Comparison of Transcripts with Methanosarcina mazei [66] a) A comparison of mRNA half lives measured via our RNAseq data compared with a previous study using qtRT-PCR in the related organism Methanosarcina mazei growing in methanol or acetate. Cao et al. measured methyltransferase (mtaA1, mtaCB1) half-lives from methanol grown cells, while they measured acetoclastic gene (pta, ack) half-lives for acetate grown cells. As can be seen in the figure half lives match for methanol and acetate grown cells. Arrows indicate which bars correspond to the comparison to Cao et al. b) A comparison of mRNA copies per cell estimated via our RNAseq data, and previous studies that utilized RT-qPCR to quantify transcript abundance in the related organism Methanosarcina mazei grown in methanol (see Additional file 1: Figure S13 for acetate growth). Error bars are standard deviation of the mean for 3 replicates. Values from Cao et al. are for cells grown at 30 °C compared to our cells which were grown at 37 °C. All values agree within uncertanties except for cdh, mtaA2, and mtaB2 indicating the organisms have similar expression profiles and our estimates for mRNA counts are good

Inheritance of gene regulation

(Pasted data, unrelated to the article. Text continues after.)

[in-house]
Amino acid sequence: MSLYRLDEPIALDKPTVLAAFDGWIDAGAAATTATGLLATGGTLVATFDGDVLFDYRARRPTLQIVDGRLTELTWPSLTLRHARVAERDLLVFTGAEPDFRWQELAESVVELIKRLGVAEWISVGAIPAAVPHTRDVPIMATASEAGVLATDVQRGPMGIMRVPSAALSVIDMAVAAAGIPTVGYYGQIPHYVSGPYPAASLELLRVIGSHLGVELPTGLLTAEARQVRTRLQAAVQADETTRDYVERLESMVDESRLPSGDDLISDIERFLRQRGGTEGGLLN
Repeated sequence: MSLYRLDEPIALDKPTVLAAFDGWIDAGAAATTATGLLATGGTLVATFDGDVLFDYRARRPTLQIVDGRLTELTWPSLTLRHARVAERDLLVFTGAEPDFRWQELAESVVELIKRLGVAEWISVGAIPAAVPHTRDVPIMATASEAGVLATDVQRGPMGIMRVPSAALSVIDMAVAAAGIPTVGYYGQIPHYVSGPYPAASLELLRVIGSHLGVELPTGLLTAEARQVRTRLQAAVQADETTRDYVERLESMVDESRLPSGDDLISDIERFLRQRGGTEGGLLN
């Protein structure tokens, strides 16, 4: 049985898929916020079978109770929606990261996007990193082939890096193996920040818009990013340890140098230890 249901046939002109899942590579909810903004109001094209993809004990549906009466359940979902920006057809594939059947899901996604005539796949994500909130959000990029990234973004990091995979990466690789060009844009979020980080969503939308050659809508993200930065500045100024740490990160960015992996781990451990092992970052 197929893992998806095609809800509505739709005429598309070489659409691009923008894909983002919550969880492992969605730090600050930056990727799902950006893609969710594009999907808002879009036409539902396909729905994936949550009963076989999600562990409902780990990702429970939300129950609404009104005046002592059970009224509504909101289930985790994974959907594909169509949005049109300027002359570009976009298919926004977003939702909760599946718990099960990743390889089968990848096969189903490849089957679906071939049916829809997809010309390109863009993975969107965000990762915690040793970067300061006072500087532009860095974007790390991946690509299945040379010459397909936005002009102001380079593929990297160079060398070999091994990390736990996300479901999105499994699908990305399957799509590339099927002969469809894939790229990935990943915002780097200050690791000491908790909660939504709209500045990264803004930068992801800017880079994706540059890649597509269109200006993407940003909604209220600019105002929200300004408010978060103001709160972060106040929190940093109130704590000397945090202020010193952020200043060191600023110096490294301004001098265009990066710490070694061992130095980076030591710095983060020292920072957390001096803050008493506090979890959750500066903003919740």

Our genome-wide study identified many DEG in addition to those previously identified due to the higher number of experimental replicates (higher statistical power of differential expression test) and the greater number of compared growth conditions. The current study verified 80% of previously [37] identified DEG in M. acetivorans, indicating that the RNA data is of sufficient quality to match potentially higher accuracy methods such as qtRT-PCR. Additionally, our pattern of DEG comparing methanol and TMA was similar to the one reported for M. mazei [67]. A total of 42 of the 71 directly homologous genes had similar patterns of differential expression in our dataset were highly correlation in fold change (r=0.85,p<10−5). The similarity of transcript abundance and half-life and similarity between differentially expressed genes (see Fig. 6) suggest that regulation is conserved among these closely related organisms. Genes that are similarly differentially expressed between these two Methanosarcina species include methyltransferases for methanol and methylamine assimilation, a putative thiamine biosynthesis gene (thiC), genes involved in valine, leucine and aromatic amino acid biosynthesis (aroDE, leuA, and trpABE), cobalt metabolism enzymes (MA1418 and MA3250) as well as many hypothetical proteins and regulators. The rest of the genes either had no homologs or were not determined to be differentially expressed. Genes that were not identified as differentially expressed could be optimized for the different environments in which M. mazei and M. acetivorans grow; perhaps due to the adaptation to freshwater and saline environments. A recent study of M. mazei strains along the Columbia River show differences in genomic content comparing those in fresh- and salt-water environments that resulted in differences in metabolic efficiency/utilization of TMA [68].